Come monsoon and Delhi takes on a different hue. But there is one tradition that continues to survive - special sweets and savouries that are prepared during the season

The moment the rains arrive those who live in the cities begin to complain, the larger the city the louder the protests. The protests are almost always justified and those responsible for the urban mess that becomes visible after the first drizzle try brazenly to pass the blame onto someone else. We get so engrossed in these shouting matches and the inanities being exchanged between city fathers that we miss out on some of the most beautiful aspects of the monsoons.

Despite its high humidity, high temperatures, submerged, sunken and pitted roads, Delhi still manages to look its best in the monsoons, because of the super abundance of greenery. And yet the rain-washed trees, the dark clouds that foreground the rich built heritage of the city, the little bits of the reserved forest and the green lungs of the city rejuvenated after the burning summer and the few remaining water bodies that once again begin to brim with water are by and large ignored by the denizens of this city. Even those new arrivals to the city, hailing from the vast rural hinterlands, too succumb, strangely, to this cacophony of protest against the rains.

Thankfully though, there are pockets of the city that have not forgotten the joys of the monsoons. As the easterlies displace the prevailing westerlies, the moisture laden monsoonal winds arrive, bringing with them the season of kite-flying in older parts of the city. Kites also take over the skies in areas like Lajpat Nagar, Malviya Nagar, Patel Nagar, Tilak Nagar etc -- areas inhabited now by the grand and great-grandchildren of those who had arrived in Delhi in the aftermath of the blood-soaked monsoons of 1947, carrying with them this shared tradition of the Sub-continent.

The only place where you will not notice kites, or see very few of them, is the erstwhile colonial capital of New Delhi, but that area has a lot of growing up to do before it can become a city and acquire the culture, traditions and practices of a city.

The lives of more than two-thirds of our population depend on the timely arrival of the monsoons and this centrality of the monsoons has inspired creative expression in the Sub-continent for millennia. Literary masterpieces like the Meghdoot, beautiful music as seen in raag compositions like the Megh Malhar and Desh in the classical and Kajri, Jhoola, Chaumasa, Hindola and Sawan in the Thumri-Dadra and folk traditions and many a raag based miniature paintings all draw from the same source - the monsoons.

But classical music and miniature paintings are things that have always had limited access, the monsoon for the average Dilliwala traditionally meant kite flying competitions - at Ramlila Grounds, the Parade Grounds opposite the Red Fort and on the open grounds outside Ferozeshah Kotla and behind the Red Fort. Of these now only the Ramlila Grounds survive. The monsoons were also great times for picnics and the favourite sites were the Qutub, Hauz Khas, Ferozeshah Kotla and the Okhla Canal, that tradition has now almost totally died with the exception of small picnics at Ferozeshah Kotla. The entire Hauz Khas area has been gentrified beyond the reach of the non-elite, the gardens around Okhla Canal have virtually disappeared and the Qutub is too crowded.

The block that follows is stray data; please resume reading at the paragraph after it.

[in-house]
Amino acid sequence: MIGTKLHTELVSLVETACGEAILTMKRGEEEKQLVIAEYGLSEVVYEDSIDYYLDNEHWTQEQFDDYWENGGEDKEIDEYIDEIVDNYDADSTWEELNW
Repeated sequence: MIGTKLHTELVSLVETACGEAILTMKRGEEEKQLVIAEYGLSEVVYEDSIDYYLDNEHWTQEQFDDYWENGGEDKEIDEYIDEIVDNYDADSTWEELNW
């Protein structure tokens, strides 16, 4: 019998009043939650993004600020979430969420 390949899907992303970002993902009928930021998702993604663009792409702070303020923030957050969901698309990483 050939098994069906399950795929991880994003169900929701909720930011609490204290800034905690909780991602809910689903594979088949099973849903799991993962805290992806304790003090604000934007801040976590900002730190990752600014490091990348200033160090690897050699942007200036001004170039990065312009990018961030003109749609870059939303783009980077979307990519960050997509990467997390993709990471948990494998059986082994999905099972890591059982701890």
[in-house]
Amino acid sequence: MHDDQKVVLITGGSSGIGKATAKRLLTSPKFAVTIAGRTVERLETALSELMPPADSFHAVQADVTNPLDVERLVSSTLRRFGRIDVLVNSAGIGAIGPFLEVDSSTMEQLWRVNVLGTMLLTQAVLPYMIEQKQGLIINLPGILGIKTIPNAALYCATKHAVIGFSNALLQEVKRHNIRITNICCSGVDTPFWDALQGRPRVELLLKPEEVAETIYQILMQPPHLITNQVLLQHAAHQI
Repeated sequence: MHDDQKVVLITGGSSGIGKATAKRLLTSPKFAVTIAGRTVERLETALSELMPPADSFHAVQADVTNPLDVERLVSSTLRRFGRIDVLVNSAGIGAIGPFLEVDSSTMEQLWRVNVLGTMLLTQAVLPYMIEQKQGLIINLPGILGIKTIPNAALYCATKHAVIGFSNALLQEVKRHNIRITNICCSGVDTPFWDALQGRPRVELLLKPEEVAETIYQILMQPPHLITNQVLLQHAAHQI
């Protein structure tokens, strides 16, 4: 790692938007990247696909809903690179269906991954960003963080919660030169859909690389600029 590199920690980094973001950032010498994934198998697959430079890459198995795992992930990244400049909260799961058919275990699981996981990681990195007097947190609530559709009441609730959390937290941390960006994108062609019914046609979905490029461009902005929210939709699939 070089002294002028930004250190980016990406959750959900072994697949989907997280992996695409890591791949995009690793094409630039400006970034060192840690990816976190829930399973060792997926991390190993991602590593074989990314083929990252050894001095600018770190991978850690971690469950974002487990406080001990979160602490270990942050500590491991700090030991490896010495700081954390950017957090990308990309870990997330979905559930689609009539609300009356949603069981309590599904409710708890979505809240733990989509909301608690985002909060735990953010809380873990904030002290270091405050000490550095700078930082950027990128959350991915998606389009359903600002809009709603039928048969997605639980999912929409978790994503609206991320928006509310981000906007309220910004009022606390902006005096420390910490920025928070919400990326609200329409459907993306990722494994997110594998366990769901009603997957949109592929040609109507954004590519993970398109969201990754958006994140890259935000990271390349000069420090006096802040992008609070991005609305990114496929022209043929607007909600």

There is, however, one tradition of the monsoon that continues to survive in the narrow lanes and by lanes of Shahjahanabad and also to some extent in areas like Lajpat Nagar, Rajinder Nagar, Tilak Nagar etc - once again areas that were settled by those who arrived in Delhi from what is now Pakistan, and this is the tradition of special food, sweets and savouries prepared especially during this season.

The true celebration of the monsoon begins with the first rains and Pakodis – spice filled green chillies, potato slivers and onion rings all dipped in a spicy batter of chickpea flour, deep fried and eaten piping hot, with or without chutni and washed down with hot tea. With the monsoons also arrive Andarse Ki Goliyan and Ghewar, the former is a deep fried sesame seed coated sweet that is made from a thick batter of fermented rice and the latter is a delectable deep fried sweet made with a rather complex combination of white flour, clarified butter (ghee) and milk, topped with thickened milk, flavoured with saffron and decorated with very finely sliced dried fruits. The non-vegetarians usher in the monsoons with Qeeme Ki Goliyan, Tandoori Parathas made from chick-pea flour eaten with mince-meat cooked with a lot of green chillies and curd.

What is remarkable about these foods is that all of them are deep fried and yet it is this heavy stuff that goes so well with the muggy weather that is associated with the monsoons. The monsoons are around for another month, you can take the Metro to Chawri Bazaar, walk down to Barshah Bula Chowk and you will certainly get the Andarse Ki Goli and the Ghewar at Shyam Sweets. Balli Maran, Jama Masjid Nai Sarak and Bazaar Sitaram will help you with the remaining stuff.

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